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But can football, when played just for fun, really achieve the desired effect? A recently published study investigated the physical exertion involved in playing indoor five-a-side football. It revealed that the recreational performed at 70% of their maximum heart rate for more than 90% of a 30-minute game. Football is thus strenuous enough to enhance your stamina and circulation.
Irrespective of the position you play, your weight and your ability, you work off about 110 to 200 kilocalories every quarter of an hour playing football, which is comparable with jogging, fast skiing and climbing stairs, and more than tennis or power walking.
But how much is enough? In principal, the more you exercise, the more beneficial it is. If you do more than the minimum recommendation, you can enhance your performance capability, the preventive effect against diseases and your sense of well-being. Yet this relationship shows saturation, as the benefit increases only negligibly above an additional weekly burn of 3,000 calories, which corresponds to running 60 kilometers.
It remains debatable whether it is enough to engage only in weekend exercise after spending five sluggish days at work. Experimental investigations indicate that the positive metabolic effect on blood pressure, blood lipids and insulin lasts between a few hours and two days at the most. Moreover, it appears to last longer when a person is engaging in average activity levels than whey they rich maximum workload. So hyperactivity on the Sunday is not the solution. “Based on current findings, it appears that playing football for an hour three times a week is the ideal recipe for achieving a lasting effect,” says Dvorak. “And it is realistic …”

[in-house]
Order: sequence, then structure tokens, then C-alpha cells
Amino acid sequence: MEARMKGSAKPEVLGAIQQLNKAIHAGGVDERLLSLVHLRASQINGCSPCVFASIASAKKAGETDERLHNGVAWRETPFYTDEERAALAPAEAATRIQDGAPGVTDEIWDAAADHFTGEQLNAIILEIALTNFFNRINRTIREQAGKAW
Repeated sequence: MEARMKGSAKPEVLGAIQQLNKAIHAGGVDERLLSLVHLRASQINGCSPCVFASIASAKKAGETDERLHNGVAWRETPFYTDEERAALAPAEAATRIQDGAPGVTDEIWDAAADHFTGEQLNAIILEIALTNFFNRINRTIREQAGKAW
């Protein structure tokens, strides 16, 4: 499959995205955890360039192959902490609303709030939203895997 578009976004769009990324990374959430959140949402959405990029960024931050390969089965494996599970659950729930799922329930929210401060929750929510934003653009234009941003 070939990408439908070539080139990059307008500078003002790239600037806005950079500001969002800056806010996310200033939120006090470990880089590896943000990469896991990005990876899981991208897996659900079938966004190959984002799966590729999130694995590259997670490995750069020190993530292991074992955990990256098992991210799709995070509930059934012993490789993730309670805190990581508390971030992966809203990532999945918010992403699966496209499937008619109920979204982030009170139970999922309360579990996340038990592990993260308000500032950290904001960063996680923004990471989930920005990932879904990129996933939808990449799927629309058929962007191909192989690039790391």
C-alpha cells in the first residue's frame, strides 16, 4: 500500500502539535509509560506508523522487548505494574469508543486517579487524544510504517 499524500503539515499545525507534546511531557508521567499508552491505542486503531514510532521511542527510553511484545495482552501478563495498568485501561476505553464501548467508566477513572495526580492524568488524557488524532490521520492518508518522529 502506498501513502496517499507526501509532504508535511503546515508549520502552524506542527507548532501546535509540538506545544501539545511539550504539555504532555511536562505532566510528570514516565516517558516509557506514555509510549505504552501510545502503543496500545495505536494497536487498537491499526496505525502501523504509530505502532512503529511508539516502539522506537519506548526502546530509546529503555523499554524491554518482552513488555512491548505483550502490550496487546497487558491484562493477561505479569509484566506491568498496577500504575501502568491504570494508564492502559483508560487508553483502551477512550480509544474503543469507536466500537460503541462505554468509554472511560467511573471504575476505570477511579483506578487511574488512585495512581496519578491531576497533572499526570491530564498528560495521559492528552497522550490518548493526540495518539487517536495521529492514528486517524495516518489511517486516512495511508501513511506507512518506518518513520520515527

The barrier to playing football is a low one, especially in less developed countries. Pitches, balls and goals can quickly be improvised. There is enormous potential here for emerging and developing nations with neither the financial or human resources nor the infrastructure for extensive sports offerings. In view of the constantly rising rates, hypertension, diabetes and other civilization diseases in many countries in Africa, Asia, and South America and in island nations, the targeted promotion of (street) football in such regions could prove an ideal preventive tool for the respective nation’s health and open up entirely new dimensions.